Mets Find Middle Ground With Cecchini, Plawecki
NEW YORK—For the second year in a row the Mets fixated on up-the-middle talent when selecting position players in the draft. They opted for Louisiana prep shortstop Gavin Cecchini
with the 12th pick and Purdue catcher Kevin Plawecki
at No. 35 in the supplemental round.
"I don't think we go into the draft thinking we want to target anything that's related to the major league club or any even specific need within our system," vice president of scouting and player development Paul DePodesta
"(However), we love middle-of-the-diamond players—catchers, shortstops, center fielders—if we can get them. And so we do target those players, regardless. And so needless to say, we were thrilled to come up with a shortstop in the first round and a catcher in the comp round."
The Mets had long been connected with Cecchini, whose father was his coach at Barbe High in Lake Charles and his brother Garin
is a talented third baseman in the Red Sox system. Gavin is more settled as a fielder, and the Mets believe he can remain at shortstop as he ascends the minor league ladder. He hit .413 as a senior en route to a state title.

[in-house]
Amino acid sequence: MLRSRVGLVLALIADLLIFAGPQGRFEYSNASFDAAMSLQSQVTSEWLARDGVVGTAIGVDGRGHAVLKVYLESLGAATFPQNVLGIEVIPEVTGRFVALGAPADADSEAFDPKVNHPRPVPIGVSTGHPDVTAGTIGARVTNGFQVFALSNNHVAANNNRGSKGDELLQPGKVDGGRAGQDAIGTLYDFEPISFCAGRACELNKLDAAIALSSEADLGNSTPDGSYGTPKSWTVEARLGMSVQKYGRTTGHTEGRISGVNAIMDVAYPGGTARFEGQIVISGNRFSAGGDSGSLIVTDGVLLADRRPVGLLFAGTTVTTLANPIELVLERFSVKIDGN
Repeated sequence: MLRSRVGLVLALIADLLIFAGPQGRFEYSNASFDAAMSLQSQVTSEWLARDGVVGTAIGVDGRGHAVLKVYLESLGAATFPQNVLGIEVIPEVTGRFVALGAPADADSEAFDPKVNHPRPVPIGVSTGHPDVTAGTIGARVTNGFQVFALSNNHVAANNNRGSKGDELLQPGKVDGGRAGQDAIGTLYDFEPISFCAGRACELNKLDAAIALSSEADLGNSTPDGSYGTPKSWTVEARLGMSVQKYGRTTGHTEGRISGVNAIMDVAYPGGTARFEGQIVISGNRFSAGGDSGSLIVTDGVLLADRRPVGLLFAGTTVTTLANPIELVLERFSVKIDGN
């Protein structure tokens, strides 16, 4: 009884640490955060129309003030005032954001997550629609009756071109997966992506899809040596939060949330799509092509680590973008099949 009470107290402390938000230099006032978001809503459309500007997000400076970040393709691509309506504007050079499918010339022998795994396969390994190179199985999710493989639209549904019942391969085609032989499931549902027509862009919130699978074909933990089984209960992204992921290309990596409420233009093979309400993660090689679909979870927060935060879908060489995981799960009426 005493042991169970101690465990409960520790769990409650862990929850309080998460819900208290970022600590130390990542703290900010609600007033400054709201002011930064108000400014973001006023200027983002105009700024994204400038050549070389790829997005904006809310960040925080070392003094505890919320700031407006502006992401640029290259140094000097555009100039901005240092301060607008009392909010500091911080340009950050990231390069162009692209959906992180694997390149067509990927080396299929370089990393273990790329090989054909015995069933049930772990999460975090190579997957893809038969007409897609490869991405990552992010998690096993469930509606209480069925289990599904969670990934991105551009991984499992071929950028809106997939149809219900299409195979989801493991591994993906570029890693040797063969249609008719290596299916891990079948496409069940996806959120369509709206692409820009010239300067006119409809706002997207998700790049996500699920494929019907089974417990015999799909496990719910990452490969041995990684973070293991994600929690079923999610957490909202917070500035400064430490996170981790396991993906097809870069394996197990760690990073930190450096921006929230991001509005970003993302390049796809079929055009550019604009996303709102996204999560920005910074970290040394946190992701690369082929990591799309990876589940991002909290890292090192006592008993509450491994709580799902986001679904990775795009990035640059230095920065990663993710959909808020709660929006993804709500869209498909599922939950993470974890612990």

Cecchini, a Mississippi commit, visited the Mets for a workout on June 1 and remained in attendance for Johan Santana's
no-hitter that night, the first in the organization's 51-season history.
"This is who I wanted to be drafted by all along," Cecchini said. "There's not a better place to play baseball than New York. So I'm really happy, and I can't wait to get my career started and get out and play."
Plawecki pounded the baseball for the Boilermakers this season, finishing with a 1.021 OPS as a junior. In 208 at-bats, he struck out just eight times. Scouting director Tommy Tanous
insisted that the Mets considered Plawecki the best catcher in the draft, ahead of even Florida backstop Mike Zunino
, the third overall selection by the Mariners.
Plawecki called his own pitches in college, and Mets officials raved about his receiving skills.
"He's a really interesting player offensively," Tanous said. "He does not strike out, yet he has a mix of power. We think this guy is going to be really special, both defensively and offensively."
• Righthander Elvin Ramirez
made his big league debut on June 3, about a year and a half after the Nationals made him the top pick in the 2010 major league Rule 5 draft. Washington returned Ramirez to the Mets after he missed all of 2011 with an arm injury, but he returned to form this season, notching 35 strikeouts in 28 innings and allowing two runs total in Double-A and Triple-A.
• In his first full season as a Mets farmhand, righthander Zack Wheeler
led Double-A Eastern League starters in strikeout rate (10.3 per nine innings) and opponent average (.169) en route to a 5-2, 1.88 record through nine starts.